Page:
I read an excellent article yesterday morning that others of you may also have seen. Here’s the link: “Battling for Gay Rights, In Allah’s Name.” You may gather from the title the thrust of the article, though it’s worth reading. Most illuminating were the strikingly similar challenges Islam faces regarding diversity of belief to those challenges within the Christian Church.
I found the advocacy for and inclusion of the LGBTQ community from a Muslim voice to be quite novel (perhaps it shouldn’t have been). Among Christians you’ll find many passionate about LGBTQ inclusion and affirmation, and many passionately opposed; there are others who aren’t really “passionate” either way but feel conflicted and perhaps “lean” to one side of the spectrum.
But I guess I’d never considered this similar range of opinion to exist within Islam, though I’m not entirely sure why. Perhaps the minority expressions in Islam—fundamentalist/extremist and progressive—are just outliers, much smaller than various minority opinions within the Christian Church.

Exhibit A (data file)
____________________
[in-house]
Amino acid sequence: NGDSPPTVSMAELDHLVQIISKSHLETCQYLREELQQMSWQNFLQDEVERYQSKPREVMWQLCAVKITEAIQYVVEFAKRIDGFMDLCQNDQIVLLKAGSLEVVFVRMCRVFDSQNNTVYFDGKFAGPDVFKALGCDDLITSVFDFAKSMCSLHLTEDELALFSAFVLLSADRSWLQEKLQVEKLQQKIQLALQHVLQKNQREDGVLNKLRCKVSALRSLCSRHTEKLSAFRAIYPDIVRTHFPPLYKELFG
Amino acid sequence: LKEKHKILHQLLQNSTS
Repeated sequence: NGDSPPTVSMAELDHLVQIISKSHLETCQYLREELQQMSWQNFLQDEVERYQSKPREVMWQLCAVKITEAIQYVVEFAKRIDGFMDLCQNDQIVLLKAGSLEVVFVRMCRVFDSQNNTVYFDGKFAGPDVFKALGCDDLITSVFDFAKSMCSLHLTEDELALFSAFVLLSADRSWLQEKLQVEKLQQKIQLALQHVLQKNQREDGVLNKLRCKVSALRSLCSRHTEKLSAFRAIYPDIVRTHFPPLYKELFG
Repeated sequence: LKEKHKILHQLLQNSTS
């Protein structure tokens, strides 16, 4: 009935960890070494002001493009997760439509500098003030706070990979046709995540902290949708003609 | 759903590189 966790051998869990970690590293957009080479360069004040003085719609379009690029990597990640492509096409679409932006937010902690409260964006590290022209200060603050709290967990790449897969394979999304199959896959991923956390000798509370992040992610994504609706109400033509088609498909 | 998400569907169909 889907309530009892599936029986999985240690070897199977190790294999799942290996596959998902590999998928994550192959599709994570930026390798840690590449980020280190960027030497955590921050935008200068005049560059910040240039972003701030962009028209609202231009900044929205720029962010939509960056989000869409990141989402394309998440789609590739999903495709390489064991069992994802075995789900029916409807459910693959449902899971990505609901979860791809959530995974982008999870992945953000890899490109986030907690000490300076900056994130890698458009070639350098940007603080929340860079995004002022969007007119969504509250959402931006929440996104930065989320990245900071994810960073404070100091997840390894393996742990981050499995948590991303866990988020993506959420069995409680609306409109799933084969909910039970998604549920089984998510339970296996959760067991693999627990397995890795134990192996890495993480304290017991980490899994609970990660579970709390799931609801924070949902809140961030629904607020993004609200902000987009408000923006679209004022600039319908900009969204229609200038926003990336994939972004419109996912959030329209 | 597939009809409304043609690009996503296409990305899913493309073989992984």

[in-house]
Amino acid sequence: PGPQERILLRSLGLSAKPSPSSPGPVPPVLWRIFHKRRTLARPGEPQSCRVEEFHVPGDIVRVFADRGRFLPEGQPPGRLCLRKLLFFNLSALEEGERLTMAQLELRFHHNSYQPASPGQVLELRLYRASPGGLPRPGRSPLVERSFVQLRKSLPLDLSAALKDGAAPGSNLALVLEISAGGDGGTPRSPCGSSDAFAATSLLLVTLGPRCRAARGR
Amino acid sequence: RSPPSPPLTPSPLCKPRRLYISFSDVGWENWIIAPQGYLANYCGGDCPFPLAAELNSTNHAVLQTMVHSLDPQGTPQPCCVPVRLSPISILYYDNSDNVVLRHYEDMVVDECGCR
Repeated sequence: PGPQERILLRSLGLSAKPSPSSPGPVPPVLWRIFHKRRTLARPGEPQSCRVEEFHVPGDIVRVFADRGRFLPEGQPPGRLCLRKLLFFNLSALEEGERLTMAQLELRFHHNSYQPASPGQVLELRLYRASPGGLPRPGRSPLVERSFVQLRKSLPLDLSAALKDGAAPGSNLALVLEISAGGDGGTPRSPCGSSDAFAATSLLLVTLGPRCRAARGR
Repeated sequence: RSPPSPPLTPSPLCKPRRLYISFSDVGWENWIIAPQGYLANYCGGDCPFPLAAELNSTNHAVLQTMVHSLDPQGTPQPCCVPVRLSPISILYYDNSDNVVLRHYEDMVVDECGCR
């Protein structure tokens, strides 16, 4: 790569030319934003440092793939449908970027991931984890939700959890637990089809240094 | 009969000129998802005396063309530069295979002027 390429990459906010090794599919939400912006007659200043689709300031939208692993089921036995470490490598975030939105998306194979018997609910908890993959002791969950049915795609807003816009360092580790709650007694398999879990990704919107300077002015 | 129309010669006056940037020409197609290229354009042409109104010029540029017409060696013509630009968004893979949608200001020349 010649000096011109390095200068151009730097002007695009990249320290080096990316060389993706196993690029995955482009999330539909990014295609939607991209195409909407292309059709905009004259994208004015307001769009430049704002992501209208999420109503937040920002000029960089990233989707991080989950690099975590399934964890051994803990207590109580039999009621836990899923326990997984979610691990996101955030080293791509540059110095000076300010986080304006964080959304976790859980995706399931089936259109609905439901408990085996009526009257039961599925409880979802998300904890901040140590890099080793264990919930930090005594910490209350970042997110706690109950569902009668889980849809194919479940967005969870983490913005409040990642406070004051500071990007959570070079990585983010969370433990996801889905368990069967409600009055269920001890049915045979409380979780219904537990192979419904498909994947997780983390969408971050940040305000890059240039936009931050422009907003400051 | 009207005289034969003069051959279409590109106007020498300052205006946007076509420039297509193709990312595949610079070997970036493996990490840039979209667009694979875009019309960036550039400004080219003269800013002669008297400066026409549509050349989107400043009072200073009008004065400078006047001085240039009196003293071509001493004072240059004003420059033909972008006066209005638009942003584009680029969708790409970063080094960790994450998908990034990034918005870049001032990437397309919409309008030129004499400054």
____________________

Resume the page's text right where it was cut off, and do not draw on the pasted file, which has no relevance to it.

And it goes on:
Though at my English school, this range and diversity is visible in women's attire, from conservative to progressive: some women cover all but their eyes; some reveal their entire face; some women reveal their face and also wear form fitting clothes (as opposed to baggy robes); and I remember two women who very noticeably didn’t wear a head covering at all.
I do feel like anytime homosexuality has come up in my classes, most Muslims generally act extremely conservative in their response to the topic. But nonetheless, I probably should have realized that Islam, like Christianity, is diverse. I suppose this is a “sin” I often commit: I make assumptions about what I don’t know, or make generalizations based on my assumptions or on the actions of a few.
This happens to me sometimes within my own faith. People will assume, as a Christian, a similar level of interest in or excitement from me about something as their own. For example, I’ve had multiple people in the last year recommend Mark Driscoll’s (Mars Hill) church to me, because, well, I’m not totally sure why—young, “hip” people attend this church? He has a potty mouth? (Actually, I think the people who recommend him to me don’t know he has a potty mouth.) When this happens, I politely thank them for the suggestion.
I also found the reference to Muslim Scriptural interpretation in this article surprising because it’s markedly similar to the way Christians use Scripture to condemn homosexuality. They apparently, according to the article, use the same Sodom and Gommorah story that Christians use as a refutation of homosexual practice (among other verses, I’m sure). Also acknowledged in the article is a similar explanation from other scholars of that particular passage’s irrelevance to the matter of monogamous homosexual relationships.